Digging, recording, and writing are the three main processes that archaeologists undertake to analyze a site, yet the relationships between these processes is rarely considered critically. Reconsidering Archaeological Fieldwork asserts that each of these processes involves at least a bit of subjective interpretation. As a group of archaeologists work together to reconstruct an objective view of the past, at a particular time, at a particular site, their field methods and subjective interpretations affect the final analysis.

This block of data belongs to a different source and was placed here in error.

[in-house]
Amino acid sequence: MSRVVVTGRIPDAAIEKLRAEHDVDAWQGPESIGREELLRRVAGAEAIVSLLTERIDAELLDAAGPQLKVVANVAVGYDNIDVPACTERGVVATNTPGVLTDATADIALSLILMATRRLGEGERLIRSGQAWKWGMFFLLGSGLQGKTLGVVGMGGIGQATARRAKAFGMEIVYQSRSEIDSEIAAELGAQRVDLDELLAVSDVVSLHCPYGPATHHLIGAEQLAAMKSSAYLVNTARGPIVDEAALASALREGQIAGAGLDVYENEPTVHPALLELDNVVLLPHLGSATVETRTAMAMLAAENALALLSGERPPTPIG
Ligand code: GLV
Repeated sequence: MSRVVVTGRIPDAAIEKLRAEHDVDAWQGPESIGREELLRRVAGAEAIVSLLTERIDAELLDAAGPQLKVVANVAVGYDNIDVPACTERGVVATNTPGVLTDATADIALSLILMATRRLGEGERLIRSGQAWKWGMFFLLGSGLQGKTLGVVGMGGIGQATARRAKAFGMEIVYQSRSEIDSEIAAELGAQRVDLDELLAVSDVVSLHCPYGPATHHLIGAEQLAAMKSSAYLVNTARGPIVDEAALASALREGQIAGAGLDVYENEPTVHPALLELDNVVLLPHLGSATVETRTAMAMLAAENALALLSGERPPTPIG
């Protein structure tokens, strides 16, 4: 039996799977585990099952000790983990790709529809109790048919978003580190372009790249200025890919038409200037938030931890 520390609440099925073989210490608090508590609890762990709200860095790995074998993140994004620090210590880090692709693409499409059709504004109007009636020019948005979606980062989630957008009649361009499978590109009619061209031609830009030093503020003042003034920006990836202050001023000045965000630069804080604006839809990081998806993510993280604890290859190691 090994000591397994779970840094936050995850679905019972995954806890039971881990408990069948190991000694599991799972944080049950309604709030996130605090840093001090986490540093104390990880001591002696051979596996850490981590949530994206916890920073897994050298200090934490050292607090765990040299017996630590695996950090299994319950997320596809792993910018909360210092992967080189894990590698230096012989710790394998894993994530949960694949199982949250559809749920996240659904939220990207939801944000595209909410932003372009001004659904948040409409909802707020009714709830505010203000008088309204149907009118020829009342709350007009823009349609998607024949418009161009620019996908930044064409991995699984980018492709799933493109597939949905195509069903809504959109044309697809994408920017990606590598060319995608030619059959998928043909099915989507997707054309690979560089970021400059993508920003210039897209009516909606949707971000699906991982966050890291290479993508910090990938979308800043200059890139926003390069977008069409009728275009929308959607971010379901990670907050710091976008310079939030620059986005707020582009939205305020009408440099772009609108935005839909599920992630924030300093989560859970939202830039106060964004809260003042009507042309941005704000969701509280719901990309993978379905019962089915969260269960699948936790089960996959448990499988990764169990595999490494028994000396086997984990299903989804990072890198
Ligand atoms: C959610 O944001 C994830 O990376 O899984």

This volume explores the important nature of the relationship between fieldwork, analysis, and interpretation. Containing contributions from a diverse group of archaeologists, both academic and professional, from Europe and the Americas, it critically analyzes accepted practices in field archaeology, and provide thoughtful and innovative analysis of these procedures. By combining the experiences of both academic and professional archaeologists, Reconsidering Archaeological Fieldwork highlights key differences and key similarities in their concerns, theories, and techniques. This volume will incite discussion on fundamental questions for all archaeologists, both old and new to the field.